Frankly so far in my experience New Jersey folks (or at least those in my corner of it) seems to be OK with free range approach. I’ve had a few near runs with strangers or even the neighborhood police officer (e.g. kids playing the river by themselves, kids riding bikes on our street without helmets, kids on top of the tree) and never a serious problem.

  15. Jessica March 15, 2017 at 1:44 pm #

    Thank heavens for that woman– she had a concern, and instead of dialing 911, she stood there to TALK to the parent about it. 100% correct thing to do (even though the baby was obviously fine and I wouldn’t have been concerned about it, I respect that she was).

  16. JTW March 15, 2017 at 1:53 pm #

    “Why would we want to arrest people for something that won’t likely happen?”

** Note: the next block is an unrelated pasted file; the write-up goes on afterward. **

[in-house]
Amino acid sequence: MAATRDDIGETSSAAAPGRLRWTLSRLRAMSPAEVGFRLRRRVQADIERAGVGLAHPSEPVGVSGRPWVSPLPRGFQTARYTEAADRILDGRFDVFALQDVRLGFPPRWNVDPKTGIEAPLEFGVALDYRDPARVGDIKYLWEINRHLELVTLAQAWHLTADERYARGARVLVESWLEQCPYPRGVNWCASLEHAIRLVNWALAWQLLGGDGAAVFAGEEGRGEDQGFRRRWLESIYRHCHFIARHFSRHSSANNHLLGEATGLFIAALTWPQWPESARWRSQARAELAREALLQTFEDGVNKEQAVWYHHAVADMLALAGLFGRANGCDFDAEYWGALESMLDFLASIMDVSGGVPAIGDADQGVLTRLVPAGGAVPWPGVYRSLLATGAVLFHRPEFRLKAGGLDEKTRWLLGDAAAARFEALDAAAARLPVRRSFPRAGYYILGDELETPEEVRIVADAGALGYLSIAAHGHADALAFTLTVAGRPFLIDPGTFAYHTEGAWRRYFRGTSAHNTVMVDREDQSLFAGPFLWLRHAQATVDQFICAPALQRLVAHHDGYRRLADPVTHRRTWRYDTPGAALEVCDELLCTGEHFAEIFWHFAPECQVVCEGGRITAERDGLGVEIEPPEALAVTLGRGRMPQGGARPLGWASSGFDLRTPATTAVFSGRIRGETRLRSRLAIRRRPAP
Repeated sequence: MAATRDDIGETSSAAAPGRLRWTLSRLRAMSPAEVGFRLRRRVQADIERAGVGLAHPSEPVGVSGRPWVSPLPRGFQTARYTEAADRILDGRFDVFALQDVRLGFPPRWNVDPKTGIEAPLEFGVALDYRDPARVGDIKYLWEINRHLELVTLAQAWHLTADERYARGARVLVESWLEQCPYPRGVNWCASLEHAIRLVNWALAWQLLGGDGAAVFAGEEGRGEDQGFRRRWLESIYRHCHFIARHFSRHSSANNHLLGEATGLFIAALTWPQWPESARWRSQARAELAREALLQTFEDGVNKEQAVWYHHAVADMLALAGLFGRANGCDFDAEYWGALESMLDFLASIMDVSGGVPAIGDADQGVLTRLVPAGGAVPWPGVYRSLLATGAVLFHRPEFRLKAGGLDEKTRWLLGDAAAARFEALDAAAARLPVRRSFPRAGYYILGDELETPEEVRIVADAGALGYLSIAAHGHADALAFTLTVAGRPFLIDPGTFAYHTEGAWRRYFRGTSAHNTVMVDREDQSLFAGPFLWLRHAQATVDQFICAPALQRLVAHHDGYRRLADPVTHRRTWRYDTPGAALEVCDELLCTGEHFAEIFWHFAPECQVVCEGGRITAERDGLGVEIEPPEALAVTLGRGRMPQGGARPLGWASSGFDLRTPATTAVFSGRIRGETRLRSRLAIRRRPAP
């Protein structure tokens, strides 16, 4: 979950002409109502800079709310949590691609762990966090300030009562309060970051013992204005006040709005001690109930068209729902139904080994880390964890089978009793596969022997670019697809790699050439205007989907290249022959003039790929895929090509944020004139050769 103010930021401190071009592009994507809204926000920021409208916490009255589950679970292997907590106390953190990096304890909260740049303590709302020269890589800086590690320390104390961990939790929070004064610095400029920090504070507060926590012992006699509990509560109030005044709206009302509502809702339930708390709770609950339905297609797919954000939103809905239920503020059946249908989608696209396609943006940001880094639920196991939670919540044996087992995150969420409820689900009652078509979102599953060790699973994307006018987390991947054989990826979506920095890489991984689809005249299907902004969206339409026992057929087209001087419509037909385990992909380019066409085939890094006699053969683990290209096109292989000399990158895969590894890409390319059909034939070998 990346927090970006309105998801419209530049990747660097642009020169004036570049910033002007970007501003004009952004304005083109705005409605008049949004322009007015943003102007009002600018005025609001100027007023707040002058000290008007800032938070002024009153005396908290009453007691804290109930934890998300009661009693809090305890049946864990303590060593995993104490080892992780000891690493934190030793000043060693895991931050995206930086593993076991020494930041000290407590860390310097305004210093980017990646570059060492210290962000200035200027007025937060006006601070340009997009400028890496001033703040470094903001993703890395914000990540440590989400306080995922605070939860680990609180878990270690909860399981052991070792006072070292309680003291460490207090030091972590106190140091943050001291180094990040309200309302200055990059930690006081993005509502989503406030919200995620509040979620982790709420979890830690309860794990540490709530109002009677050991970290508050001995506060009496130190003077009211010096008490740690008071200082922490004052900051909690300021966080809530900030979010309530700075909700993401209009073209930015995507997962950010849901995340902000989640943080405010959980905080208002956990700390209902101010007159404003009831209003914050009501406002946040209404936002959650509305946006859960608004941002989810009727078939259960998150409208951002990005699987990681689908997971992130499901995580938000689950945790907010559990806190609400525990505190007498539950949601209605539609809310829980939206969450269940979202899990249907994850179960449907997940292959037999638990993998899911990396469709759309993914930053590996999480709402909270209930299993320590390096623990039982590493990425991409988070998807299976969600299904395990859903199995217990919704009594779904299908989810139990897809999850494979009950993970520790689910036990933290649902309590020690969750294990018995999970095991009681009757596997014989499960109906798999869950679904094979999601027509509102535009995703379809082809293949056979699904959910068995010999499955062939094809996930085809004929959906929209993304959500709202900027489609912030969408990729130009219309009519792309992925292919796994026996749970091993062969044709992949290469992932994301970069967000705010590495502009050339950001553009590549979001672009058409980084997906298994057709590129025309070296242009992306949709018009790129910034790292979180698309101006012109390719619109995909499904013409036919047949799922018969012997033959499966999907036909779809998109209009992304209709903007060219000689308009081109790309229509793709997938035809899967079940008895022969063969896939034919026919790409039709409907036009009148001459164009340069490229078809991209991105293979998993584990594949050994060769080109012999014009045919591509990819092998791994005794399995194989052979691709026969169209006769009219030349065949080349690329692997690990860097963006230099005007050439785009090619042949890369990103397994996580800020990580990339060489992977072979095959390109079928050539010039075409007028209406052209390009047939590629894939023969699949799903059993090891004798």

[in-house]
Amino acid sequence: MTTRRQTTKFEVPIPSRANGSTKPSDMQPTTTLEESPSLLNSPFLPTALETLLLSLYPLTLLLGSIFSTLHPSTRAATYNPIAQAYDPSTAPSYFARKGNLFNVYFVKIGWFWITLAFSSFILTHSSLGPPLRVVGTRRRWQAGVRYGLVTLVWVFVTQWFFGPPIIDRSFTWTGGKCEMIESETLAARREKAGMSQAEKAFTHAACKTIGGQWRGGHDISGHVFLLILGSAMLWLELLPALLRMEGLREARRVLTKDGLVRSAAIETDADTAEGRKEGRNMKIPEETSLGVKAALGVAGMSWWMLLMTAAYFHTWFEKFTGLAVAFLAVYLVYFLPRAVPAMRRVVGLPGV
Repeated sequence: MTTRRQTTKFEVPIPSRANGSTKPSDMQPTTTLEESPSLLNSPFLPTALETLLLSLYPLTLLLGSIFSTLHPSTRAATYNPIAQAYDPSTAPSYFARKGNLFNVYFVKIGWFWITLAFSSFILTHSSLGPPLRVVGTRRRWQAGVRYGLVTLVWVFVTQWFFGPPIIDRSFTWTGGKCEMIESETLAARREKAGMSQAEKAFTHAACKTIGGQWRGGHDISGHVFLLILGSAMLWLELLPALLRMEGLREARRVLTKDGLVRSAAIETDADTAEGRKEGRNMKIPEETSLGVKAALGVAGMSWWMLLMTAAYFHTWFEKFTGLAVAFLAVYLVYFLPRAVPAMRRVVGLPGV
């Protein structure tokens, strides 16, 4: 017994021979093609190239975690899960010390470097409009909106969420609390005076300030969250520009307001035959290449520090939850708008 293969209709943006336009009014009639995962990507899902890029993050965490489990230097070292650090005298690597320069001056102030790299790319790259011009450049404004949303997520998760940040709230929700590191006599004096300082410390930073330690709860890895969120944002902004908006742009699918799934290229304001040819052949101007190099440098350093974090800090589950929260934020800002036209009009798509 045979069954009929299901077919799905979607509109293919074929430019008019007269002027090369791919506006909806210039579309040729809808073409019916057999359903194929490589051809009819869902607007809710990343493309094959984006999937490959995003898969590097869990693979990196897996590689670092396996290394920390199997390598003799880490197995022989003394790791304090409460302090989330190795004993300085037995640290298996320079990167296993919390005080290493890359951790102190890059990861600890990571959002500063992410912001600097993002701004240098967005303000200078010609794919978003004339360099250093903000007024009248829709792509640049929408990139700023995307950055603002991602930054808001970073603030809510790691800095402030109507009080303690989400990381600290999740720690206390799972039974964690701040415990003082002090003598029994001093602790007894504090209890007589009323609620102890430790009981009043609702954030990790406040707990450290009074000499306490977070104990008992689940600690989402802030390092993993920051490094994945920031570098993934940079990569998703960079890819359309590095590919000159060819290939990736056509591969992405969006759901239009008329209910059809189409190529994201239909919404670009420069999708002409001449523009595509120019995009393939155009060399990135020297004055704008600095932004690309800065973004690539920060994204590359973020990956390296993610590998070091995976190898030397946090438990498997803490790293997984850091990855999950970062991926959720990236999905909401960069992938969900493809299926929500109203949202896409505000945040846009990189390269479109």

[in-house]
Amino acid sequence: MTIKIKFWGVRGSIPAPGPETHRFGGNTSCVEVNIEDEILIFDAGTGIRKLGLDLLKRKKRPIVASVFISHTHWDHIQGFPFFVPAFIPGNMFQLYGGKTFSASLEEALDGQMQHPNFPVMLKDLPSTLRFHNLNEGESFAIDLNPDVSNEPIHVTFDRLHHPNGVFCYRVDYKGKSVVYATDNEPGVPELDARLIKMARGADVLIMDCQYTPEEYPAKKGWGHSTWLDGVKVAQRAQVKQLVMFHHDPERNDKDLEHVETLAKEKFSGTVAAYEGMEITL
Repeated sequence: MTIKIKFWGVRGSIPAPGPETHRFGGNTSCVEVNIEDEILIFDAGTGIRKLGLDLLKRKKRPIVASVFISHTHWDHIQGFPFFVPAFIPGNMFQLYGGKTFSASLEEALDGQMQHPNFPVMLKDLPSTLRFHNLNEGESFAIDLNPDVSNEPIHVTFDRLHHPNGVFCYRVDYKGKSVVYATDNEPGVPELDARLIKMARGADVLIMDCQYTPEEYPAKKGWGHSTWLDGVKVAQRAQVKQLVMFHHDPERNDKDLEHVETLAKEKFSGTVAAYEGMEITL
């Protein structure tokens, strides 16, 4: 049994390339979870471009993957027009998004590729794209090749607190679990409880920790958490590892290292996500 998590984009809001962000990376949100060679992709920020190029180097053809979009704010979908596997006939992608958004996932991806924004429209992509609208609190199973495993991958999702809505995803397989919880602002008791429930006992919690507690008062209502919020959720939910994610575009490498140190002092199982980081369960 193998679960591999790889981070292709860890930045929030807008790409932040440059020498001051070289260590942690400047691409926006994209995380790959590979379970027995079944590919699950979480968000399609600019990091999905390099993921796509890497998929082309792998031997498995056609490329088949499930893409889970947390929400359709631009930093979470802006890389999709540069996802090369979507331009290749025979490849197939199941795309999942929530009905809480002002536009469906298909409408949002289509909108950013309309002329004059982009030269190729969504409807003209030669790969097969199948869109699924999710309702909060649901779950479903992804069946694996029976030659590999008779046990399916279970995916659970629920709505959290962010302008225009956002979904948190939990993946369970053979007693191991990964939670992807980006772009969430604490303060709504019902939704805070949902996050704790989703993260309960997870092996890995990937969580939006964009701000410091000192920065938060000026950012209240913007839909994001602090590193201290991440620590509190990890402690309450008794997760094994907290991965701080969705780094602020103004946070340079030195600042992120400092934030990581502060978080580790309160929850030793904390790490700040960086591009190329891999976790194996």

Why would we arrest people for something that’s not actually happened at all? Ever read the Minority Report?
    Are we now in an age where we arrest people for precrime? To prevent them possibly committing a crime at some point in the future?

  17. Emily March 15, 2017 at 2:27 pm #

    >>Don’t get me wrong, I love condemning people who make really bad decisions, but that’s usually reserved for people who find themselves upside down in a river after an illicit pharmaceutical transaction goes bad, or someone who puts kale in their cheesecake.<<

    Or for people who use HopSkipDrive. Just saying.

  18. James Pollock March 15, 2017 at 2:44 pm #

    “Are we now in an age where we arrest people for precrime? To prevent them possibly committing a crime at some point in the future?”